From the 1840s, it became a spa resort. Thermal waters were discovered as a result of deep drilling for salt. Thermal baths were opened in 1847. French guests flowed to Mondorf-les-bains, until the German occupation of 1871, during the Franco-Prussian war.
Mondorf was a German spa during World War II, then after the war the Palace Hotel was used to hold senior Nazis awaiting trial at Nürnberg.
The current spa facilities date from 1988.
Andy Schleck's retirement from professional cycling aged 29, on 9th October 2014, was reported by CyclingNews. This is CyclingNews's comment: 'The arc of Schleck's career was a curious one. He turned professional under the tutelage of Bjarne Riis at CSC in 2005 and managed to finish a surprise second in the 2007 Giro d'Italia at the age of just 21, yet he won just a single race after his 26th birthday. Schleck's motivation seemed to wane following his brother Fränk's positive test for Xipamide at the 2012 Tour, though rumours of a problem with alcohol and concerns over his biological passport were both swiftly rebuffed by Schleck and his team.'
The Schengen Agreement was signed on 14th June 1985. It abolished passport and other border controls for travel between the participating European countries.
The Agreement was signed on the Princess Marie-Astrid boat, on the river Moselle, near Schengen. It was originally signed by five countries (Luxembourg, Belgium, the Netherlands, France, and West Germany), independently of the EU. It was later adopted by the EU.
Schengen has a European Museum.
The Grand Duchy of Luxembourg is a small country (998 sqaure miles, about the same land area as the US state of Rhode Island, or the English county of Northamptonshire). The population is about 575,000. It's a constitutional monarchy, with a Grand Duke as the Head of State.
The European Court of Justice is based in the capital, Luxembourg City.
There's a mix of French and German cultures, and French and German are official languages, along with Luxembourgish.
Luxembourg began in 963, when Siegried I acquired the rocky Roman fortifications at the heart of the country. The Counts of Luxembourg later became Grand Dukes. Luxembourg belonged to France under Louis XIV, to Austria under Maria Theresa, then to Napoleon's France. It gained its independence after the defeat of Napoleon in 1814.
At the start of the C20th, there was a significant steel industry. More recently, Luxembourg has concentrated on banking and the knowledge economy, as well as the dubious practice of helping companies like Amazon avoid tax via transfer-pricing (the practice of routing multinationals' profits through a low-tax jurisdiction).
Lorraine is an historical and cultural area of France which is now part of the Grand Est administrative region. Its name comes from the Medieval Kingdom of Lotharingia, probably named after the Emporer Lothair I, a grandson of Charlemagne, who inherited part of the Frankish Empire.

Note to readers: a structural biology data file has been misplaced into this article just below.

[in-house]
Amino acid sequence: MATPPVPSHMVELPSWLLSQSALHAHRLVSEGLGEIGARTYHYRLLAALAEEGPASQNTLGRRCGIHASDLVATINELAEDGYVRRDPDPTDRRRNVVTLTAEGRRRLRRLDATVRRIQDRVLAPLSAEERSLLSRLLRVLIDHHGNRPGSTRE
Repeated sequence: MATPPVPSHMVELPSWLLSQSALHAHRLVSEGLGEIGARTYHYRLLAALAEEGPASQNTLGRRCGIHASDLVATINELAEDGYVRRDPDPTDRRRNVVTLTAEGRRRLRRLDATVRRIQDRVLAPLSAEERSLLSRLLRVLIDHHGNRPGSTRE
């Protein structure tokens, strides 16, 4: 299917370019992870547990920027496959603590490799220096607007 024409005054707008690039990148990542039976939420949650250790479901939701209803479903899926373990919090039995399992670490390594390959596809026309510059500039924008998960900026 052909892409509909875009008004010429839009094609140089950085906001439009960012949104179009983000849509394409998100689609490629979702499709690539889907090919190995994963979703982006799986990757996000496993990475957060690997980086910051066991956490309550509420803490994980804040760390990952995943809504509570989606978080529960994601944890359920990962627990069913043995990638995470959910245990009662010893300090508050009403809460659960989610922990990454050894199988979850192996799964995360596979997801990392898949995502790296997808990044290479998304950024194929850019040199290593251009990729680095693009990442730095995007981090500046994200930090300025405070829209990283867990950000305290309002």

Charlemagne's son Louis the Pious was Emporer after Charlemagne. When Louis died, the Empire was split amongst his sons by the Treaty of Verdun (843).
Lorraine was annexed by France in 1766; Germany gained some of it in the Franco-Prussian War of 1871; it was regained by France in 1919, after the First World War; the Nazis occupied France including Lorraine from 1940-44, then Lorraine was freed from Occupation with the rest of the country at the end of World War II.
German is widely spoken in the Moselle département, otherwise French is the main language. However, two traditional dialects also exist: Lorrain, in south-eastern Lorraine, and Lorraine Franconian (or Platt).
The Cross of Lorraine was adopted as the symbol of the Free French during World War II.
Traditional ingredients in Lorraine cooking include the potato, smoked bacon, and the mirabelle plum. Well-known local dishes include Quiche Lorraine, pâté Lorraine, and potée Lorraine (a stew with smoked meat and sausage, cabbage, and root vegetables). Wikipedia says that there's a dish called Karotewasser, which is carrots in black tea; I'm not sure if I believe that.
The Moselle river flows south to north through France, Luxembourg, and Germany, joining the Rhine at Koblenz. There are terraced vineyards on its banks, with many of the grapes used to make Riesling wines. There's also heavy industry, with coal mining and steel-making between Metz and Thionville.
The source of the Moselle is on the Col de Bussang, on the western slopes of the Ballon d'Alsace in the Vosges mountains. It is in France for the first 314km of the total of its 544km.
Toul is an historic town, capital of the Celtic Leuci tribe, and known to the Romans as Tullum Leucorum.
It was a Free Imperial City under the Holy Roman Empire, but it was annexed to France in 1552. Thereafter, its history is the same as that as the rest of Lorraine, passing between France and Germany on a number of occasions.
In World War II, Toul was the primary base of the US Army's Air Service.
Sights in Toul include Vauban's fortifications around the old town (from 1699-1700, in the time of Louis XIV), and the Gothic Cathedral.
Vittel is a small town in the Vosges département of France, famous for Vittel mineral water.
Vittel was founded in 1854, when lawyer Louis Bouloumié bought the Fontaine de Gérémoy. He built a pavilion there, and a spa resort grew up around it.
In World War I, the US Army Base Hospital 36, from Detroit, Michigan, occupied five hotels and the casino.
In World War II, the grass airstrip at Vittel was used by the US Army Air Forces for light liaison aircraft during the Battle for France in 1944. Captured Luftwaffe aircraft were stocked in Vittel in 1945.
Vittel mineral water has been bottled since 1854. It is owned by Nestlé.